Infographics on Stem Cells - Fundamentals
Then just earlier this month a different team announced it had cured sickle cell anemia in mice using stem cells derived from adult mouse skin.
"This is truly the Holy Grail: To be able to take a few cells from a patient -- say a cheek swab or few skin cells -- and turn them into stem cells in the laboratory," said Robert Lanza, a stem cell pioneer at Advanced Cell Technology.
"This work represents a tremendous scientific milestone - the biological equivalent of the Wright Brothers' first airplane," he told AFP.
"It's bit like learning how to turn lead into gold."
Stem cells offer enormous potential for curing and treating disease because they can be transformed into any cell in the body and then hopefully used to replace damaged or diseased cells, tissues and organs.
But stem cell research has been highly controversial because -- until now -- viable embryos had to be destroyed to extract the stem cells.
US President George W. Bush has banned all federal funding for research on human embryonic stem cells and access to stem cells in other countries has also been restricted because of the difficulty in finding women willing to donate their eggs.
The new technique, while far from perfected, is so promising that the man who managed to clone the world's first sheep, Dolly, is giving up his work cloning embryos to focus on studying stem cells derived from skin cells.
"The fact that (the) introduction of a small number of proteins into adult human cells could produce cells that are equivalent to embryo stem cells takes us into an entirely new era of stem cell biology," said Ian Wilmut, the Scottish researcher who first created a viable clone by transferring a cell nucleus into a new embryo.
One of the greatest advantages of the new technique is its simplicity: it takes just four genes to turn the skin cell back into a stem cell.
This, unlike the complex and expensive process developed by Wilmut, can be done in a standard biological lab. And skin cells are much easier to harvest than embryos.
"It's an explosion of resources," said Konrad Hochedlinger, of the Harvard Stem Cell Institute.
Prior to this discovery, researchers who wanted to look at how diseases developed would usually have to study animals or organs harvested from cadavers because embryonic stem cells were so hard to use and access.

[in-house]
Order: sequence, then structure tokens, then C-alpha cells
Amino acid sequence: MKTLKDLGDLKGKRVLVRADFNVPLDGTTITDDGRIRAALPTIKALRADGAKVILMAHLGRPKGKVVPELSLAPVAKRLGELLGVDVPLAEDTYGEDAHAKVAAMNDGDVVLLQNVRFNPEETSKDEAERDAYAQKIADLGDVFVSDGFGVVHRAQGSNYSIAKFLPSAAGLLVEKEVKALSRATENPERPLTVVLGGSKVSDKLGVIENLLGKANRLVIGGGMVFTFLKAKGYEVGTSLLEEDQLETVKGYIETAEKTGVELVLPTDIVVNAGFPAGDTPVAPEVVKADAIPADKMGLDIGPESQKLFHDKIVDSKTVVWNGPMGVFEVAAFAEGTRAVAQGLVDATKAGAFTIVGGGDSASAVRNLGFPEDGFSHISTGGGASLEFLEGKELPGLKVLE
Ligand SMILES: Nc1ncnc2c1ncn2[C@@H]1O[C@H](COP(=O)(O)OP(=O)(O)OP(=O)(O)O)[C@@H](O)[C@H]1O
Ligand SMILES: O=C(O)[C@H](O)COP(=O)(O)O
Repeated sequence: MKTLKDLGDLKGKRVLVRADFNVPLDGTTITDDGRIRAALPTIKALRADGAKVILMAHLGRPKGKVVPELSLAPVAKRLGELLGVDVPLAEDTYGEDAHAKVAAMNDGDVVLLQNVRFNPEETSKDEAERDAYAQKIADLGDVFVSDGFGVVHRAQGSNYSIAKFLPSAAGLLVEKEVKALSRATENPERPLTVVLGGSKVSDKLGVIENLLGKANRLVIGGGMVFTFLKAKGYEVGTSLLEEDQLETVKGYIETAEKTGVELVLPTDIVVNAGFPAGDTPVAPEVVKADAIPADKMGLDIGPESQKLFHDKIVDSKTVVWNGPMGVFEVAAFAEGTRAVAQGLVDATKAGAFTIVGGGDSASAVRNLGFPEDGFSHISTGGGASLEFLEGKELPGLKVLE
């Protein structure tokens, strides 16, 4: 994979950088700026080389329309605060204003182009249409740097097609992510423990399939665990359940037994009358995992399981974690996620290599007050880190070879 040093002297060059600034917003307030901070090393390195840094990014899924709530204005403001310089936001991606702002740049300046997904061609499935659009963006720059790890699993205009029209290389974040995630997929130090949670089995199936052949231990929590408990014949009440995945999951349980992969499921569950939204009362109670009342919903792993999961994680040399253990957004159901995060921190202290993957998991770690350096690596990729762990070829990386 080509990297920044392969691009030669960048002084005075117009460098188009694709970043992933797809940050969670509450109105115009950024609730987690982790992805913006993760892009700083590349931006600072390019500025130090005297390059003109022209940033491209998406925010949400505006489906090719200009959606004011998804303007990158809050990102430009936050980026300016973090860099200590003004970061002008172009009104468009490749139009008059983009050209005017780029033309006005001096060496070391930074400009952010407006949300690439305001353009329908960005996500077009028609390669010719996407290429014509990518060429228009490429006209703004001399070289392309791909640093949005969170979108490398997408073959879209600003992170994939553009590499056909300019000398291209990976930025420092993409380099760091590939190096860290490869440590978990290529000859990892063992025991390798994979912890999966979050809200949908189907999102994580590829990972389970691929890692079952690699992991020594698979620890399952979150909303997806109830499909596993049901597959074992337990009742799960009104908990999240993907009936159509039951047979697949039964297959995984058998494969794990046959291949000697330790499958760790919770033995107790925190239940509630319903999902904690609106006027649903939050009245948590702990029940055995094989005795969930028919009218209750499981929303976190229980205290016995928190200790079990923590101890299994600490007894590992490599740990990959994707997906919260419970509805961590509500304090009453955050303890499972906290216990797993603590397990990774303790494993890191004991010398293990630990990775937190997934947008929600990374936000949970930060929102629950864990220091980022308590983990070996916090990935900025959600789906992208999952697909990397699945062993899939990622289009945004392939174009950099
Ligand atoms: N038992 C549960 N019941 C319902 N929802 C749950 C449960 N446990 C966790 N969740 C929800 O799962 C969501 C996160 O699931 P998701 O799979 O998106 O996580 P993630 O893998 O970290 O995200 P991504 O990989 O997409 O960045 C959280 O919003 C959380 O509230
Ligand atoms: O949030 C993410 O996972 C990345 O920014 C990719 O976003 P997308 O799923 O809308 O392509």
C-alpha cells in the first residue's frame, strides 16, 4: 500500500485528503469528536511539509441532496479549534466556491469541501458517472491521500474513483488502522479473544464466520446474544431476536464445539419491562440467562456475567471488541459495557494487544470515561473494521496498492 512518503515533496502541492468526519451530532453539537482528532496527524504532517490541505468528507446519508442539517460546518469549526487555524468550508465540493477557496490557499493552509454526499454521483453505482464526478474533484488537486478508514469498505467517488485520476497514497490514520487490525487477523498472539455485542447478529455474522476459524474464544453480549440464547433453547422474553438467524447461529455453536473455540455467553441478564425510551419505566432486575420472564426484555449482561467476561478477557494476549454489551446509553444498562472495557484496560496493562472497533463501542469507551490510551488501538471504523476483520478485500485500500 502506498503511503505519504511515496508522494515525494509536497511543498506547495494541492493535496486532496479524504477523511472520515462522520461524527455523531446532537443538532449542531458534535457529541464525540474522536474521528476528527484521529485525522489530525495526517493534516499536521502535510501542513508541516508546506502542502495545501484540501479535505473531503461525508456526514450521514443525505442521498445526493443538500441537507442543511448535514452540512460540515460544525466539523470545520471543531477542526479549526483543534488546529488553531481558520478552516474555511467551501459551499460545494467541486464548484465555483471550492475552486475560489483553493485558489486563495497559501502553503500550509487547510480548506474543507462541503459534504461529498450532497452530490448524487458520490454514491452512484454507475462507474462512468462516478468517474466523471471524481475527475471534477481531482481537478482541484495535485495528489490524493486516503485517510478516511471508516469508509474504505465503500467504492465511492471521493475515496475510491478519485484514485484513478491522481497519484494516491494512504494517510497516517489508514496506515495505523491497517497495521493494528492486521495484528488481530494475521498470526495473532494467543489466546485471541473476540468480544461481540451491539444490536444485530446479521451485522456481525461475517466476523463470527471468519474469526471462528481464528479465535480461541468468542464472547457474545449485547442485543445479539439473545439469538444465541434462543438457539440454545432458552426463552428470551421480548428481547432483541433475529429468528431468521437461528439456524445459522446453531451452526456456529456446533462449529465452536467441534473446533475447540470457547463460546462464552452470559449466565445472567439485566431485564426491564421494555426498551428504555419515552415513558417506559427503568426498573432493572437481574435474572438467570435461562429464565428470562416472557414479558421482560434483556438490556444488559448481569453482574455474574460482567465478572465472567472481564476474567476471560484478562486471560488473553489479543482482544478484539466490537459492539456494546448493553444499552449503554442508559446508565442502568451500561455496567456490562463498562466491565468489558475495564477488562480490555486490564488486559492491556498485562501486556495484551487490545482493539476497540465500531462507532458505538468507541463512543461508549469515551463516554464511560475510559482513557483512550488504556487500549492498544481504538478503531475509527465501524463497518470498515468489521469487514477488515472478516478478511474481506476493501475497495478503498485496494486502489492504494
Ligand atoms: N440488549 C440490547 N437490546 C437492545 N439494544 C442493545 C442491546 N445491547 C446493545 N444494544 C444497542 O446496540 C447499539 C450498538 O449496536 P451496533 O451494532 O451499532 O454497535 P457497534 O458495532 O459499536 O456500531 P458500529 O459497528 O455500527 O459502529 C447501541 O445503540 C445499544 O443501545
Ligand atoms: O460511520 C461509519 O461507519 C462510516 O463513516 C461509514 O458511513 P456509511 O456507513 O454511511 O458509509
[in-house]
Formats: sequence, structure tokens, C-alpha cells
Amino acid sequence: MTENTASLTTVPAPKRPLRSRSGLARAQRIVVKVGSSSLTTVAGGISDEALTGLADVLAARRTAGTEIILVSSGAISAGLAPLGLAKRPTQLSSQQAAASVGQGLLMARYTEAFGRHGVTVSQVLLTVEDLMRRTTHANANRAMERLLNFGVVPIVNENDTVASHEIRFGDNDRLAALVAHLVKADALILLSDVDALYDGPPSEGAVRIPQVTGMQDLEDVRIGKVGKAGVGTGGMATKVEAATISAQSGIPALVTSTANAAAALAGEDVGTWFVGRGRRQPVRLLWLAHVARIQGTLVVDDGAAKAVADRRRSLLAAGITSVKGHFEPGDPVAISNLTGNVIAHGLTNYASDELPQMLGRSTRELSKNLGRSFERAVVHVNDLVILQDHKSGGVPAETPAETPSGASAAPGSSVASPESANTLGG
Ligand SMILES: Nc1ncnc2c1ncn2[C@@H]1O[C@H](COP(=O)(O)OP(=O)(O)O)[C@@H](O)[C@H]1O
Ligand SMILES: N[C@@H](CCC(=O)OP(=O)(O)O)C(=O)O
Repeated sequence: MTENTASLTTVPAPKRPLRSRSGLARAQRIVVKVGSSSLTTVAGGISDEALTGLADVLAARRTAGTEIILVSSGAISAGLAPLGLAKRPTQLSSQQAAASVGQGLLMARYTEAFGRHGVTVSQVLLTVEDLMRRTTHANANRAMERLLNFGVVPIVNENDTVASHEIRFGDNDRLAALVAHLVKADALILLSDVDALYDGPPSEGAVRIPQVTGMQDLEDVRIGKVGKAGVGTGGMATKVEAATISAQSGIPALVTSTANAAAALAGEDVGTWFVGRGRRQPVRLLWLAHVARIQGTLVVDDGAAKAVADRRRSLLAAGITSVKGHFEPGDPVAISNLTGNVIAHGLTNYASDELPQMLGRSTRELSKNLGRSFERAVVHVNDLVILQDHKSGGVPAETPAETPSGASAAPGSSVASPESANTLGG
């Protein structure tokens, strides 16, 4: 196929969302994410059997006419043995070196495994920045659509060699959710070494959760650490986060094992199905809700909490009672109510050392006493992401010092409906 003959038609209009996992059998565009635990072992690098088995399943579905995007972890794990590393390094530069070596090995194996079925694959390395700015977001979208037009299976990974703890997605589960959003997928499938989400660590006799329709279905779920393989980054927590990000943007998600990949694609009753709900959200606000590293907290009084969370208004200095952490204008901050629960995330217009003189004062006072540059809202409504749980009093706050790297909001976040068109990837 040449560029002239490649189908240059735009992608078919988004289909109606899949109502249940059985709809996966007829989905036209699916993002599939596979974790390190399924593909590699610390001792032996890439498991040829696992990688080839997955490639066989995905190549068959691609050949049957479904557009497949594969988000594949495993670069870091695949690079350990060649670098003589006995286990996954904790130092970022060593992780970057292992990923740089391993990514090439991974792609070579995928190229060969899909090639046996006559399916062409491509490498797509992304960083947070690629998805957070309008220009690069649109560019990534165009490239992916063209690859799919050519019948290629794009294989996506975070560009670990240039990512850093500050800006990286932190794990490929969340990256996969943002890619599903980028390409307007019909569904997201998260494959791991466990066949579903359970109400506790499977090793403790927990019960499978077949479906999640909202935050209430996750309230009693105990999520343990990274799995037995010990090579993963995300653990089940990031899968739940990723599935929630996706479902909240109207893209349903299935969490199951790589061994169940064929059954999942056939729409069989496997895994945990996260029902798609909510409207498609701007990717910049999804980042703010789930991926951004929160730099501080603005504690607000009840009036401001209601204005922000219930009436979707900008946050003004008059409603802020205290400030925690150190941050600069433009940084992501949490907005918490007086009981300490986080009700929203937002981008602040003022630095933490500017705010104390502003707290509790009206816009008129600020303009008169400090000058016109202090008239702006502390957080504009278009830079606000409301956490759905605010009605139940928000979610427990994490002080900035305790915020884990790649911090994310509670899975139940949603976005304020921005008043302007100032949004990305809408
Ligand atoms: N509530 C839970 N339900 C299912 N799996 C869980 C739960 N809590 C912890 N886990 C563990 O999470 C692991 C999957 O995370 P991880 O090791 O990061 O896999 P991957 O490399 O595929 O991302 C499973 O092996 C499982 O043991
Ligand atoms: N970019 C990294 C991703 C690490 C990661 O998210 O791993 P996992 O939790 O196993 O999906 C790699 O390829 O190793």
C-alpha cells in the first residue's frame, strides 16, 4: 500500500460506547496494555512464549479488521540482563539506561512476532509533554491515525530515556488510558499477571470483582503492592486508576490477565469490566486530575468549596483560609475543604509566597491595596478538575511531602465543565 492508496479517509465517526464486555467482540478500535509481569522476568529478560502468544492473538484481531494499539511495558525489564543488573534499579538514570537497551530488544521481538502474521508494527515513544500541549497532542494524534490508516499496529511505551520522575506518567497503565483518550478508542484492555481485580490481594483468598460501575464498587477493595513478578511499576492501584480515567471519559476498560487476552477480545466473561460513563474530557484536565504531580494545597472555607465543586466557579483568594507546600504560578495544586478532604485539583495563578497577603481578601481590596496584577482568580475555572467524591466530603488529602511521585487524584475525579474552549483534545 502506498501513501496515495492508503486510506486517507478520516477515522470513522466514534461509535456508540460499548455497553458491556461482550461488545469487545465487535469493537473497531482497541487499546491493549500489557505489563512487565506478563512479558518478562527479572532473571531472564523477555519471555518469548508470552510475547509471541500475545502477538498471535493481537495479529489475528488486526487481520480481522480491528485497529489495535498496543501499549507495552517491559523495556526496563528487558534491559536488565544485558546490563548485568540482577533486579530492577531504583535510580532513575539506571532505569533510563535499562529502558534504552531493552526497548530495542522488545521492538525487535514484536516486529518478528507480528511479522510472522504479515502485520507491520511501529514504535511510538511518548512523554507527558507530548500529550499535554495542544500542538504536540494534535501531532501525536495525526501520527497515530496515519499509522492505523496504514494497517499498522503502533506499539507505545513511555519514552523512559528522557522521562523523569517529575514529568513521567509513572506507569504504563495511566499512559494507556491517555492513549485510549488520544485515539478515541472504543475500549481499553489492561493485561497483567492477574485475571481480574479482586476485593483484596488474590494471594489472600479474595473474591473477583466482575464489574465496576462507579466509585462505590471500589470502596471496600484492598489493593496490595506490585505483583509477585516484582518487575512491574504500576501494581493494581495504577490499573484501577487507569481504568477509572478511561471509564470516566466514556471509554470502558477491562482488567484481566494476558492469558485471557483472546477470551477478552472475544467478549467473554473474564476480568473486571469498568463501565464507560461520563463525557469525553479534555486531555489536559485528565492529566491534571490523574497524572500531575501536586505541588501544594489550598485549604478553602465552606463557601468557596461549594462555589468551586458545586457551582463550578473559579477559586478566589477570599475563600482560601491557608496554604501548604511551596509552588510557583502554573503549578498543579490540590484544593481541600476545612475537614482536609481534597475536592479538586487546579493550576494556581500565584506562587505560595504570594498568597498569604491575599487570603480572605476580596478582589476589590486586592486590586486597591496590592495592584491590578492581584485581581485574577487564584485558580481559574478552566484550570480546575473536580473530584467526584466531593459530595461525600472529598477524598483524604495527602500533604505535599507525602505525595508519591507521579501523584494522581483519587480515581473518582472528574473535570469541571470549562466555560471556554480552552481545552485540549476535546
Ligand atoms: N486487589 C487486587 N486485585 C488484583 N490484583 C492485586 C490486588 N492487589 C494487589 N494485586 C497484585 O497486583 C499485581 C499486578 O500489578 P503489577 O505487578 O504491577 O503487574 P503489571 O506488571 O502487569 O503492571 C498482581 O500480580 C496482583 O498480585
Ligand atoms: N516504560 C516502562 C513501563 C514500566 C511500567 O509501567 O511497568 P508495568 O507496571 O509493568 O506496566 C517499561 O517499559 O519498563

But with stem cells derived from skin, tissues and organs can be grown in a petri dish, making it easier for researchers to map the genetic structure of diseased cells, a process which could unlock a cure.
They could also allow researchers to do chemical screens to identify drugs which may cure or treat a disease, a process which could significantly speed up the process of bringing life-saving drugs to the market.
The use of skin cells will eventually allow doctors to create stem cells with a specific patient's genetic code, eliminating the risk that the body would reject transplanted tissues or organs.
Researchers have already shown this is possible when they cured sickle cell anemia in mice.
They used skin cells taken from the tails of sick mice, transformed them into stem cells, manipulated those stem cells into healthy bone marrow cells and then transplanted them into the sick mice.
And since the new cells came from the sick mice, there was also no need for dangerous immunosuppressant drugs to prevent rejection.
But leading stem cell researchers warned that the skin cells are not yet -- and might never be -- a substitute for embryonic stem cells.
"This new research is just the beginning -- we hardly understand how these cells work," said James Thomson of the University of Wisconsin at Madison, who led one of the two teams which made the simultaneous discoveries.
"It is not the time to abandon stem cell research," Thomson said, adding that embryonic stem cells will remain the "gold standard" by which other research is measured.
Further research is also needed to find a safer way to transform the skin cells and to make sure that the cells do not deteriorate over time.